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Environmental System Impacts EU Product Regulations

CITRA Heightens Awareness of Exporters to Europe

New York, Jun 12, 2003

The following article was contributed by Dave Hanson, technical director at the Center for International Regulatory Assistance (CITRA) of Duquesne University Chrysler Corporation Small Business Development Center.

The EU's new system for environmental regulation has major implications for product design, manufacture, transportation, use and disposal.

Directive 2002/95/EC “On the restriction of the use of certain hazardous substances in electrical and electronic equipment” (RoHS) and Directive 2002/96/EC “on waste electrical and electronic equipment” (WEE) came into effect on January 27, 2003. RoHS will be fully implemented on July 1, 2006. WEE will be phased in, with initial application on 13 August 2005 and complete implementation on 31 December 2006. There is also a draft Directive on Electrical and Electronic Equipment (EED) that may be implemented in the future. The Packaging and Packaging Waste Directive (PPW) (94/62/EC), has been on the books since December 20, 1994.

These initiatives are being developed to reduce European pollution through a combination of improved waste disposal systems and the development of new product requirements. They are being used in conjunction with the CE marking system that was developed in the mid-1980’s to ensure product safety and to reduce intra-community trade barriers. Both approaches have implications for the standards used in Europe to set the design, manufacturing and performance of products. How do they compare? How will the new environmental initiatives change the ways in which European standards are developed, interpreted and enforced?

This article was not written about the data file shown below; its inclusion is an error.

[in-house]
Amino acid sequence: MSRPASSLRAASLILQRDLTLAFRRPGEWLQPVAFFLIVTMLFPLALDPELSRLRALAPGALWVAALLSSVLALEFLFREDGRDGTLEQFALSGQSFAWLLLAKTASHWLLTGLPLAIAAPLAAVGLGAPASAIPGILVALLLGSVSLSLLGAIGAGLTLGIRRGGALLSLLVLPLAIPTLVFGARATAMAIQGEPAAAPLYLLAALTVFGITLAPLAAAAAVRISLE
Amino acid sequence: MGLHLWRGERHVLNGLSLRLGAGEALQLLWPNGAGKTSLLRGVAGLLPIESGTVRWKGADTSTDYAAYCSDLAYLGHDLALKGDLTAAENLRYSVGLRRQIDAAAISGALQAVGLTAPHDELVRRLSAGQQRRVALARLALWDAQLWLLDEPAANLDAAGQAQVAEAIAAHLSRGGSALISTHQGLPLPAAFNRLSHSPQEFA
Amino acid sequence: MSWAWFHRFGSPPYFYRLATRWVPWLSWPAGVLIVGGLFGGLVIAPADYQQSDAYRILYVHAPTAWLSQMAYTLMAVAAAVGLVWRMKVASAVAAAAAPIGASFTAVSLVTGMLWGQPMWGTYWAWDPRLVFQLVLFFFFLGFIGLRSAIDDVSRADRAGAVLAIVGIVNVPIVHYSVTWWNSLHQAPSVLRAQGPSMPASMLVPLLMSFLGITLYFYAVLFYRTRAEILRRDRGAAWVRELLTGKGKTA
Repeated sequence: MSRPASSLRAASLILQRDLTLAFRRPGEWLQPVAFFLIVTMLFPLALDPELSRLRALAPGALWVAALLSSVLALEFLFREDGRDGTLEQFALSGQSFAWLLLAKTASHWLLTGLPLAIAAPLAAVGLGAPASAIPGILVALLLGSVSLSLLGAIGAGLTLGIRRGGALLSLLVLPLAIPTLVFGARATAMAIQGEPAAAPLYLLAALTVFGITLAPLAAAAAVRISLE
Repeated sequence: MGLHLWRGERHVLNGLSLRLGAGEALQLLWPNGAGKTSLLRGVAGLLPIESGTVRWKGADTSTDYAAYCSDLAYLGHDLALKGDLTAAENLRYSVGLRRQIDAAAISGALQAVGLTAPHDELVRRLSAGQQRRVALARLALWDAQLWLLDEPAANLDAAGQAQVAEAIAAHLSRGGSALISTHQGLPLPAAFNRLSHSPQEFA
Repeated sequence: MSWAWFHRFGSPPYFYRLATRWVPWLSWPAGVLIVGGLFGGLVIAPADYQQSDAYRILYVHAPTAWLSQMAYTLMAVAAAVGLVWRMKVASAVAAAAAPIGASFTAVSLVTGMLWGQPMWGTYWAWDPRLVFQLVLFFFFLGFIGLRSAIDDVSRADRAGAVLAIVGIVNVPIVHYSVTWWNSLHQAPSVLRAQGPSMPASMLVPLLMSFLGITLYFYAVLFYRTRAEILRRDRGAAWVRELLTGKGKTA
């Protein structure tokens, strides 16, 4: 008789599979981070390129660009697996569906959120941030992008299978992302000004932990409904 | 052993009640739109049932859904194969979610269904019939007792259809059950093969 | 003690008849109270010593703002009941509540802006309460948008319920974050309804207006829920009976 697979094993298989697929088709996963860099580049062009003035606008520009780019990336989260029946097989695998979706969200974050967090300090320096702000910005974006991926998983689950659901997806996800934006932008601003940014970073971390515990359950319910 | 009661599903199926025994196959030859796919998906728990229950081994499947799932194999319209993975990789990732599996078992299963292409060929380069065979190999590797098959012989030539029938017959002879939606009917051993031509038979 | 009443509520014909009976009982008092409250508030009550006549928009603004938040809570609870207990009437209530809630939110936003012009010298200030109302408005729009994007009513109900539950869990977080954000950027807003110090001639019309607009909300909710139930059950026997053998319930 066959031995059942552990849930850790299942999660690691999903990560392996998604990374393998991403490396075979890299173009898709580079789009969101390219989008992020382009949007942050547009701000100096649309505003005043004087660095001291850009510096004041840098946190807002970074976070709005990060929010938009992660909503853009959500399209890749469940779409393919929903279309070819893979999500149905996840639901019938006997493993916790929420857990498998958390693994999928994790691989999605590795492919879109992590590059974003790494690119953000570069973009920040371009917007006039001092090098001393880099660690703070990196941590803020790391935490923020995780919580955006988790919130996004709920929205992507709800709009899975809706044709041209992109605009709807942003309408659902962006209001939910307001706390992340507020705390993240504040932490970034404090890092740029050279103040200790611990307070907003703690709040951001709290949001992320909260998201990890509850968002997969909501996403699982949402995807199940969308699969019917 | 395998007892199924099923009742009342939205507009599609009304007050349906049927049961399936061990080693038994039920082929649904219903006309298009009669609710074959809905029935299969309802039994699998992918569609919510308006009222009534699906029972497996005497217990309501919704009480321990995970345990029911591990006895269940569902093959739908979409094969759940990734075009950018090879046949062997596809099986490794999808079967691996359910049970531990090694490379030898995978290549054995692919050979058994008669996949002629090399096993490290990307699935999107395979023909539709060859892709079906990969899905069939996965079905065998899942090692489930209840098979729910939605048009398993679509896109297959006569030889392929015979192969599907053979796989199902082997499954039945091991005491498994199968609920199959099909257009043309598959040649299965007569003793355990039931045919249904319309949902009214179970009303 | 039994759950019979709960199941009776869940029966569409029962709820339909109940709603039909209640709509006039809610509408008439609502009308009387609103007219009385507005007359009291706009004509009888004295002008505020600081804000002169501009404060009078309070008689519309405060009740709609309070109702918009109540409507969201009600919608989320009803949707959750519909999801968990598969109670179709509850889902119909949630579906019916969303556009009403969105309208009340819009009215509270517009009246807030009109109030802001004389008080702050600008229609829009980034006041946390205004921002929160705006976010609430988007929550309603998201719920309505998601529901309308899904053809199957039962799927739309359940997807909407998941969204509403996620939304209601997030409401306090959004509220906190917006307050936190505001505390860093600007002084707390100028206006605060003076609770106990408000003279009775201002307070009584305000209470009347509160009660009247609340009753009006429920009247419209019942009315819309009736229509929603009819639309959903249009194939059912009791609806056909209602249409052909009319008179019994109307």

The PPW directive requires member states to develop systems for managing packaging and packaging waste. The Directive calls for the development of a system for classifying and governing the use of packaging materials, and specific national targets recovery and recycling rates. Though implementation of the PPW has been limited, the directive has been used to encourage major manufacturers to limit their use of packaging materials, especially materials with special disposal requirements.

The German government has relied on the “greendot” program to certify compliance with the PPW requirements. Carriers may refuse to handle cargoes that do not carry the greendot logo. In the UK and France, smaller companies are essentially exempt from the applications of the PPW requirements through the use of minimum value and tonnage standards to establish regulatory coverage.

The coverage of WEE, RoHS and EED is limited to “electrical and electronic equipment.” However, this is a broad category with elastic boundaries that is expected to expand in the coming years. It includes ten categories of products, which includes large household appliances, computers and telecommunications equipment, other consumer electronics, lighting equipment, electric tools and medical devices. Transportation equipment and industrial machines are the major omissions. However, a separate system covers the disposal of automobiles.

Under RoHS, electrical and electronic equipment placed on the market after July 1, 2006 must not contain lead, mercury, cadmium, hexavalent chromium, polybromated byphenyls or polybromated diphenyl ethers. There is a short list of exceptions to this prohibition in the Annex to the Directive. This list includes mercury used for florescent lamps and lead for high temperature soldering. The Commission is directed to periodically review the lists of prohibitions and exclusions.

The WEE directive directs the member states to organize systems for collecting discarded electrical and electronic equipment, with an emphasis on component reuse and recycling. The manufacturers will have to bear the costs of this program under the principles of polluter pays and individual responsibility.